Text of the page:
The doctrine of unconscionability remains a venue of debate and controversy not only for legal scholars, but for judges and attorneys in this country and abroad. The idea of unconscionability is in itself problematic. How can a judge, jury, or attorney deem what is or is not fair? Even if an agreement is deemed unfair and thus unconscionable, do the courts even have a right to interfere into matters where two parties exercised their free will and entered into a legally binding agreement? These are a few of the problems that immediately surface around the doctrine and practice of unconscionability. It is an important issue because it is very much entangled with questions of how much power the courts have in the every decisions and agreements that citizens make each and every day. Despite these pragmatic questions, the doctrine of unconscionability should be recognised by the common law courts because it promotes fairness and balance in a society, which in the most basic sense, is what the courts were originally designed to protect. The precedent of unconscionability is one way that the courts can define an abstract and subjective idea like fairness.
[...] As more and more court cases set precedents for what is and what is not unconscionable16a a 16a Lawrence, J "Keeping a Running Account on the Preference Laws" (1996) 4 Insolvency Law Journal the doctrine of unconscionability will become easier to define and implement. The Virginia Law Review emphasized this point, “Allowing the courts to pass directly on unconscionability should permit the development of precedents which lawyers can rely upon in determining what might or might not be considered unconscionable.” H.C.C., Jr. [...]
[...] Unconscionability is not meant, however, to become an out for everyone that enters a contract and then simply wishes through buyer's remorse or some other type of regret to get back out of the contract15b b 15b Johnston, T "Insider Preference Recovery Against Non-Insiders" (1991) 93 West Virginia Law Review The doctrine is not meant to regulate run-of-the-mill cases. The article in The Virginia Law Review states this very well, “Contracts will not be stricken unless grossly unreasonable as viewed from the standard of normal necessary business practices for the type contract involved. [...]
[...] Less frequently, common law courts have denied damages for breaches of unfair contracts, artificially limiting the language or finding undue influence, fraud, ambiguity, or lack of mutuality. It has become common for dominant parties to dictate terms, as in standardized form contracts. The weaker party has no room to negotiate and must “take it or leave Moreover, he may be lulled into believing that inquiry is unnecessary in the face of an apparently legitimate and authoritative printed form.” Korobkin, R. [...]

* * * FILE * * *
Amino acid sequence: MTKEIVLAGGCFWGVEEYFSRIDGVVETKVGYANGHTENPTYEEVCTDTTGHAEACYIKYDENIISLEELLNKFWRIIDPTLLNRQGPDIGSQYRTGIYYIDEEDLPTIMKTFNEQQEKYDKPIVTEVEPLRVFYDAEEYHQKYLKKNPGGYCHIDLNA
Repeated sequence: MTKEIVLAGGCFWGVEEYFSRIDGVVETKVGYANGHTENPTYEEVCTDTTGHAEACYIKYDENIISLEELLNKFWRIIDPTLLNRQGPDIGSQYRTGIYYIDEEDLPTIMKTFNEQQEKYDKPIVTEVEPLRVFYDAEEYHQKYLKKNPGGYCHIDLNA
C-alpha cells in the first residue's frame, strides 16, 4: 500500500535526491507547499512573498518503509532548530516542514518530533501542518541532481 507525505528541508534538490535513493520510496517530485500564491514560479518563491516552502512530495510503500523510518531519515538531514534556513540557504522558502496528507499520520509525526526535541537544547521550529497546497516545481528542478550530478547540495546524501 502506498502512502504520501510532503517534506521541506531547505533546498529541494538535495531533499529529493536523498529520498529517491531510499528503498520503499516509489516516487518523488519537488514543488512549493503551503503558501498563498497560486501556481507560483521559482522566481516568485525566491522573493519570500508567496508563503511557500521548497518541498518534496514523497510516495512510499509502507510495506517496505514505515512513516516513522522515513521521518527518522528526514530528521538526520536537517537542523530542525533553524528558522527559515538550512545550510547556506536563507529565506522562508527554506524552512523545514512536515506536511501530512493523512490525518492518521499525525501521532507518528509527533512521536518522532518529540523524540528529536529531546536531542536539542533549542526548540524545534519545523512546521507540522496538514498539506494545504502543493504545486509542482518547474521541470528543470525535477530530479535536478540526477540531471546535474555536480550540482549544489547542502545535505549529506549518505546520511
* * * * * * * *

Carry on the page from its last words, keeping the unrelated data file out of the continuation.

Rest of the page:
[...] In the simplest terms, the doctrine of unconscionability gives the courts the power to determine that a contract or agreement is unfair. The Virginia Law Review addresses this point directly: a court may refuse to enforce a contract, or any clause thereof, which it finds to have been unconscionable at the time it was made.” H.C.C., Jr. Unconscionable Sales Contracts and the Uniform Commercial Code, Section 2-302. Virginia Law Review, Vol No (May 1959): 583-592. The new power that the courts inherit with the doctrine of unconscionability is to make a contract illegal solely on the basis of whether or not the contract was fair to both parties. [...]
[...] Re-Assessing the Law Review in the Age of Cyberspace Akron L. Rev (1996). From the editor of Jurist. Richard S. Harnsberger, Reflections About Law Reviews and American Legal Scholarship Neb. L. Rev (1997). Bowett, D. W International law opinions. Society of Public Teachers of Law, 36-40. Bowett, D. W The Second United Nations Conference on the Law of The Sea. International and Comparative Law Quarterly, 415-435. Langstaff, B "The Cheat's Charter" (1975) 91 Law Quarterly Review 86. Lawrence, J "Keeping a Running Account on the Preference Laws" (1996) 4 Insolvency Law Journal 171. [...]
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